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Red Wine Grape Varieties and Wines




Grenache/ Garnacha
The second most widely planted grape in the world, it is important in the Rhone where it is blended to make Chateauneuf-du-Pape.  It is also one of the major grapes of Spain, called Garncha here.  It thrives in warmer climates and produces soft, smooth, round wines with mouthfuls of ripe, sweet, red plum and spicy cherry flavors.  The grape has high sugar levels and can produce wines with alcohol levels ranging from 13-15%. In the Languedoc-Roussillon it is used to make the sweet fortified wine Banyuls.  Its major disadvantage is that it is prone to oxidation as a grape and as wine.  The advantage of this is that these wines are usually softer at a young age and can be drunk when young.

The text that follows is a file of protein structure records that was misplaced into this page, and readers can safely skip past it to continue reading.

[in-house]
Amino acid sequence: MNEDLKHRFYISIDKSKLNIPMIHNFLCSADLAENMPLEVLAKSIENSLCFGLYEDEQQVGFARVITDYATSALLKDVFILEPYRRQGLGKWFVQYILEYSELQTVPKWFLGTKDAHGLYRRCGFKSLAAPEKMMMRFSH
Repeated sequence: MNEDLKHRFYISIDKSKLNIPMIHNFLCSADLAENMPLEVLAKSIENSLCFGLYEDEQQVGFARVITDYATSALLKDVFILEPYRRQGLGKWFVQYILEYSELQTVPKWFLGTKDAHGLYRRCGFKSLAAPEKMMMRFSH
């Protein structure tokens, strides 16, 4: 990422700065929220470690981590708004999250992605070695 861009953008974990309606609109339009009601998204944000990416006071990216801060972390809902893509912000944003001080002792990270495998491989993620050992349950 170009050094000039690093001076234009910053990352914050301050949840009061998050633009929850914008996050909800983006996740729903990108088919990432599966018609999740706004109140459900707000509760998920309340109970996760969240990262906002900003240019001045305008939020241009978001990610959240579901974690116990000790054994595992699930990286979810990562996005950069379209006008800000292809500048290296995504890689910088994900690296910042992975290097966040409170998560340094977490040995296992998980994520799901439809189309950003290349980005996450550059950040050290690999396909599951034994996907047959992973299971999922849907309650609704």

Gamay thrives in the Beaujolais region of France.  The wines made from Gamay vary in intensity, but most of them are low in tannin, light, fresh, and fruity with a sort of fruit punch flavor.  Beaujolais Nouveau comes out the third week in November just in time for the holidays.  These wines are great for informal settings such as outdoor Barbeques, picnics, or summertime drinking.

  • Fleurie from Georges Duboeuf
  • Beaujoulais Villages form Lois Jadot

This is the grape used to make the grapey red Italian wine Cirò in the province of Calabria.


Wines from this Italian grape should be drunk when young.  They are simple but lively, low in alcohol and full of fruit with touches of red berry and spice.  Very appealing if you like a slightly sweet and fizzy wine.


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